“It came about, when he had been there a long time, that Abimelech king of the Philistines looked out through a window, and saw, and behold, Isaac was caressing his wife Rebekah. Then Abimelech called Isaac and said, “Behold, certainly she is your wife! How then did you say, ‘She is my sister’?” And Isaac said to him, “Because I said, ‘I might die on account of her.’””  Gen. 26:8-9

Robert Alter and others state what Abimilech saw was a sexual playfulness of sorts.  Obviously at the least he saw something that indicated to him that Isaac and Rebekah were not merely brother and sister.  But Abimelech is the king; why did he care at this point, since it had “been a long time” (v.8)?

But Abimelech did care – enough to meet Isaac face to face to get to the bottom of this. I believe there are several things going on here.  For some context we need to go back to the interaction between Abimelech and God when the same scenario happened with Abraham and Sarah in Genesis 20.

First it is worth noting that unlike with Sarah, Abimelech did not have Rebekah taken away upon thinking she was not married, thus Isaac did not have to go through the personal strain Abraham did having his wife taken from him.

Recall that God threatened Abimelech, and his people, with death if he did not let Sarah go, because she was another man’s wife (Gen. 20:3-7).  Abimelech did take Sarah initially, though he does not do this with Rebekah.  It is quite apparent from Abimelech’s interaction with God that Abimilech likey feared God to some extent already, at and the very least had learned his lesson and did not take Rebekah right away.

As king, Abimelech had a responsibility to keep his people safe, and had his own personal moral convictions about the act of adultery.  Isaac repeated the lie of Abraham about the identify of his wife, which now caused a conflict with Abimelech’s responsibilities and morals.  After all, the commandments tell us not to covet another man’s wife, but say nothing about a man’s sister.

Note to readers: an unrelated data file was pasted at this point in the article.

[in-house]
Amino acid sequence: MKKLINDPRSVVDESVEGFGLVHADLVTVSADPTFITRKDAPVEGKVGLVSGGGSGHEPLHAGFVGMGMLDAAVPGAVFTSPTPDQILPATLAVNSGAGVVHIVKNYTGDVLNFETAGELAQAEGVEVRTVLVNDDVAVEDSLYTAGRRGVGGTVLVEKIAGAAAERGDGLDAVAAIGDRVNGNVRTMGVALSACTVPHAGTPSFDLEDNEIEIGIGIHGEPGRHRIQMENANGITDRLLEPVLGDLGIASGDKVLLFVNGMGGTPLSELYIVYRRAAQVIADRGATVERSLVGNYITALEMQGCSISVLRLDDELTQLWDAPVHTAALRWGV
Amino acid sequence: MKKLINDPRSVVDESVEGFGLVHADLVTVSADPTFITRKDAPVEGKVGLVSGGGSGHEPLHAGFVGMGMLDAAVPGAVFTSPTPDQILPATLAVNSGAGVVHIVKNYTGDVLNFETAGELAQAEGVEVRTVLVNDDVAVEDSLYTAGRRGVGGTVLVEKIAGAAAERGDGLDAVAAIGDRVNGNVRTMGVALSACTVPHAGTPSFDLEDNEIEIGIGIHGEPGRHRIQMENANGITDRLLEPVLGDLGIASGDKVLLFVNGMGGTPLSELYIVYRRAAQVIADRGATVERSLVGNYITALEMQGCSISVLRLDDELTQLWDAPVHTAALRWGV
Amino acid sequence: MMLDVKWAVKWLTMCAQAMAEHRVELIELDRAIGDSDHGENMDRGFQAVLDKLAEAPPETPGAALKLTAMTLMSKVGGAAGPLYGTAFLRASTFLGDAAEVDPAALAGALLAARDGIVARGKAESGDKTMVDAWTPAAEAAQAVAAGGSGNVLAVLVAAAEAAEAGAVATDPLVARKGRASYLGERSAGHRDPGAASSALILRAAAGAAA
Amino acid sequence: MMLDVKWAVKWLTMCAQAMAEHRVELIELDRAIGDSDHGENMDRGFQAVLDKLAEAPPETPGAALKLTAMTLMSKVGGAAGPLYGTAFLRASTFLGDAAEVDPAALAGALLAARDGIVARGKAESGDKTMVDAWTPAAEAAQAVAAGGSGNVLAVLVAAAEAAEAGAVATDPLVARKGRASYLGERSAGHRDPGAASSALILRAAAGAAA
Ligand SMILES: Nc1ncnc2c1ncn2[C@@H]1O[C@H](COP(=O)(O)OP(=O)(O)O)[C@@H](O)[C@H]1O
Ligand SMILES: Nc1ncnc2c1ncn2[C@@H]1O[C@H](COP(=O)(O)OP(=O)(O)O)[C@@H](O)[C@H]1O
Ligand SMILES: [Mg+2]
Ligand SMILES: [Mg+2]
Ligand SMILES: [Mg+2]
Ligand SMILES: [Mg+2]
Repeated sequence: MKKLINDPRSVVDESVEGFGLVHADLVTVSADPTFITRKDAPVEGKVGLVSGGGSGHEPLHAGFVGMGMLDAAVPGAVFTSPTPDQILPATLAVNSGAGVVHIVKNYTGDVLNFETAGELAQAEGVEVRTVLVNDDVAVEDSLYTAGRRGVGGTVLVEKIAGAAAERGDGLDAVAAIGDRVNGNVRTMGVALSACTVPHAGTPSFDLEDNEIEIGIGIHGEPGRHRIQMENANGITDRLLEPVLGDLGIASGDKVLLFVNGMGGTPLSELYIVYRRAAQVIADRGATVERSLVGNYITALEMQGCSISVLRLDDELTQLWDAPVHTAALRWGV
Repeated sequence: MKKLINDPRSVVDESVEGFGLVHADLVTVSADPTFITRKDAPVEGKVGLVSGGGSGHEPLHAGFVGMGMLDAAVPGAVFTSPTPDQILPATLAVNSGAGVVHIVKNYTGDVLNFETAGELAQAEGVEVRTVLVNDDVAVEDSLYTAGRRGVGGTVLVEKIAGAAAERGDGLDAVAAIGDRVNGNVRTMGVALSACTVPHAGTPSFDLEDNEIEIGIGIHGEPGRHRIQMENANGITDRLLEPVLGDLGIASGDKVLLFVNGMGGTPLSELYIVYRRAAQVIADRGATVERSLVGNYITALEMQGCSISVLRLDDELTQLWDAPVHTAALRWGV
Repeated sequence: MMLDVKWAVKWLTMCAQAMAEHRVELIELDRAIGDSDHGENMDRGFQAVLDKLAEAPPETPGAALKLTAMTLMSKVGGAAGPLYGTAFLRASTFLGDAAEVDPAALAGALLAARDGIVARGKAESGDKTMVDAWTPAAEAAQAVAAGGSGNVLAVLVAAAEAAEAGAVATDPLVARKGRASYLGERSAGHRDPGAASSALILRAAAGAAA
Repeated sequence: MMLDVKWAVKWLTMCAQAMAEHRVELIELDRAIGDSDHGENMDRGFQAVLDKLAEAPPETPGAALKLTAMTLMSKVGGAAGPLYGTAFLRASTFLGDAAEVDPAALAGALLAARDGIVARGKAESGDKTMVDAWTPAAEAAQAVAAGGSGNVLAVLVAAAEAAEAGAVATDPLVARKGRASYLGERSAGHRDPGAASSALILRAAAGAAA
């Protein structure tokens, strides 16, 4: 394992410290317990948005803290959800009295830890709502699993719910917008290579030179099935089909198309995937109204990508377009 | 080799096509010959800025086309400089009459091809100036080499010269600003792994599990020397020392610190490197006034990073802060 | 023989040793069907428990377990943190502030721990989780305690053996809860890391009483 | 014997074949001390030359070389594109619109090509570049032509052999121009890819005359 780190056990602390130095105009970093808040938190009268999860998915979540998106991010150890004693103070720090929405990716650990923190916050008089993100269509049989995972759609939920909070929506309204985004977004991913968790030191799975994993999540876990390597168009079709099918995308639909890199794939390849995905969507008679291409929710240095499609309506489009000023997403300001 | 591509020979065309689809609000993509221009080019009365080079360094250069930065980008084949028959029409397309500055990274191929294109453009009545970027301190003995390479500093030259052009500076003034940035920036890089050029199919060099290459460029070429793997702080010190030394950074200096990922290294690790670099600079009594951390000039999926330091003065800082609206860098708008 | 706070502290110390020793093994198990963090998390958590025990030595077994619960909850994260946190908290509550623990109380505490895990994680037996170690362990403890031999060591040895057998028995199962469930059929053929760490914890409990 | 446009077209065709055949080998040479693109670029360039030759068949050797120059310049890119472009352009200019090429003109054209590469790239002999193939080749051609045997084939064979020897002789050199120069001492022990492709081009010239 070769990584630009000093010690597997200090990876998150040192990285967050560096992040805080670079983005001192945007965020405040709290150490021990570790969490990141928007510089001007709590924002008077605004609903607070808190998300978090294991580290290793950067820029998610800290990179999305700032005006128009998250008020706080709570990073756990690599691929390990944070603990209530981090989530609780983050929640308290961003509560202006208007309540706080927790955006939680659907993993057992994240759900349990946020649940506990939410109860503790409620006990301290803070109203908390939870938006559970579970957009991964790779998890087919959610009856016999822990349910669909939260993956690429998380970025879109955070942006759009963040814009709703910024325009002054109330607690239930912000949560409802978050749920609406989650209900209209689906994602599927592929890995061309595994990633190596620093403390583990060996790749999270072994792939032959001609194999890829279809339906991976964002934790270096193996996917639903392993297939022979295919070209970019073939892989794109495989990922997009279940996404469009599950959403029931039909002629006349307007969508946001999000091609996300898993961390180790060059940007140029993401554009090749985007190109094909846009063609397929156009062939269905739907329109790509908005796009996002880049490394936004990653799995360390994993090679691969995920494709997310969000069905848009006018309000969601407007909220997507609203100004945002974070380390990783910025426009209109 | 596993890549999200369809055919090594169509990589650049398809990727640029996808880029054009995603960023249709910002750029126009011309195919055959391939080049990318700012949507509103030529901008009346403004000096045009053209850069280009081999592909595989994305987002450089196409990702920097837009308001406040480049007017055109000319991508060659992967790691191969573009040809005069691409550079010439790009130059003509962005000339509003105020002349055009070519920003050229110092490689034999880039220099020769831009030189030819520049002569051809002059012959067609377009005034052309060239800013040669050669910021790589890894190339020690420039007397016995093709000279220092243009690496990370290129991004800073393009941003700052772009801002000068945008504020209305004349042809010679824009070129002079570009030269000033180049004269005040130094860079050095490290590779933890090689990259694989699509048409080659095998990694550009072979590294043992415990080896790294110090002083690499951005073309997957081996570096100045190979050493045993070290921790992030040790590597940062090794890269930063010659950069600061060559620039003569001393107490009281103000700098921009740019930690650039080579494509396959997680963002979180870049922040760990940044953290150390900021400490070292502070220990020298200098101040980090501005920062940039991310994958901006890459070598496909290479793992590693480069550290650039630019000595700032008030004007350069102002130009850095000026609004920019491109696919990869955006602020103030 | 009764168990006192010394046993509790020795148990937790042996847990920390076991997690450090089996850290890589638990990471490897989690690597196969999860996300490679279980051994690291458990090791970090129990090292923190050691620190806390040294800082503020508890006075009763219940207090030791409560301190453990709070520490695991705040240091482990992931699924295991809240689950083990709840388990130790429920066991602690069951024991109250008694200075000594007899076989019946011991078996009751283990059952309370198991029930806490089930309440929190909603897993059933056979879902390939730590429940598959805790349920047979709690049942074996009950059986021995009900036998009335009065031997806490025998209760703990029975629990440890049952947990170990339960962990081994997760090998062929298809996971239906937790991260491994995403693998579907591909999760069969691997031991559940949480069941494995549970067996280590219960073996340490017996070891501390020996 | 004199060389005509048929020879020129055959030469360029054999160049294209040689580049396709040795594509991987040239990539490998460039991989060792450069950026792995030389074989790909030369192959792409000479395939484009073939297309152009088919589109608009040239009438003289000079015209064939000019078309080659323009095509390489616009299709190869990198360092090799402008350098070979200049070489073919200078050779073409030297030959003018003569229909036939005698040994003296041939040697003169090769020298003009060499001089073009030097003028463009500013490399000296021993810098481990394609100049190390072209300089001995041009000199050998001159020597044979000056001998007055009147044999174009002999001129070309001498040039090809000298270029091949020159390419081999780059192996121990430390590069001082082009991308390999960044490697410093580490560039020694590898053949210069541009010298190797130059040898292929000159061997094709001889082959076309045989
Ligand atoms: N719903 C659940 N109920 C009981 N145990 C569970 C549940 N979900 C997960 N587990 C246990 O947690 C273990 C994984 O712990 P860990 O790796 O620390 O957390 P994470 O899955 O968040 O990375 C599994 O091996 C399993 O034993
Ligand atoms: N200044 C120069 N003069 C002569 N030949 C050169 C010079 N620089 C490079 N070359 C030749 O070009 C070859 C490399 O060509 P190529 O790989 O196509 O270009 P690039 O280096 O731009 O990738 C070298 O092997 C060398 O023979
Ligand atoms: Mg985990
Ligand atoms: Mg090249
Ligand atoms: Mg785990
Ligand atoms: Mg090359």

Ultimately it comes down to this:  Isaac lied to save himself because he felt the people in Gerar did not fear God enough, or did not have enough moral standing to the extent they would kill a man in order to take his wife.  This lie however, created the potential for worse things to take place.  For one, the people of Gerar (including the king) could have lusted after, or slept with Rebekah, though she was married.  Worse, the king was so taken aback by Isaac being sexual with Rebekah that he confronted him.  Thankfully he gave Isaac the chance to explain himself, otherwise there would be the possibility that the people of Gerar would have put Isaac to death, thinking he was committing incest!  This may be one reason why we are called to “Avoid the appearance of evil.” (I Thessalonians 5:22)

Lastly, if someone from Gerar had slept with Rebekah, there is a strong chance that God would have taken action against the king and the people, as He did before with both Pharaoh and Abimelech in Genesis 12 and 20.  Ultimately this would have been Isaac’s fault, as his lie to protect himself precipitated the entire situation.

Would it have been okay for one man to be untruthful to save himself if many others perish or are afflicted as a result?  And so this confrontation was critical, as the truth needed to come out to neutralize the situation and prevent further damage, as well as ensure reputations were kept intact.  And so we see both wisdom and strong morals exemplified, from a king who was unlikely to be seen as spiritually mature.

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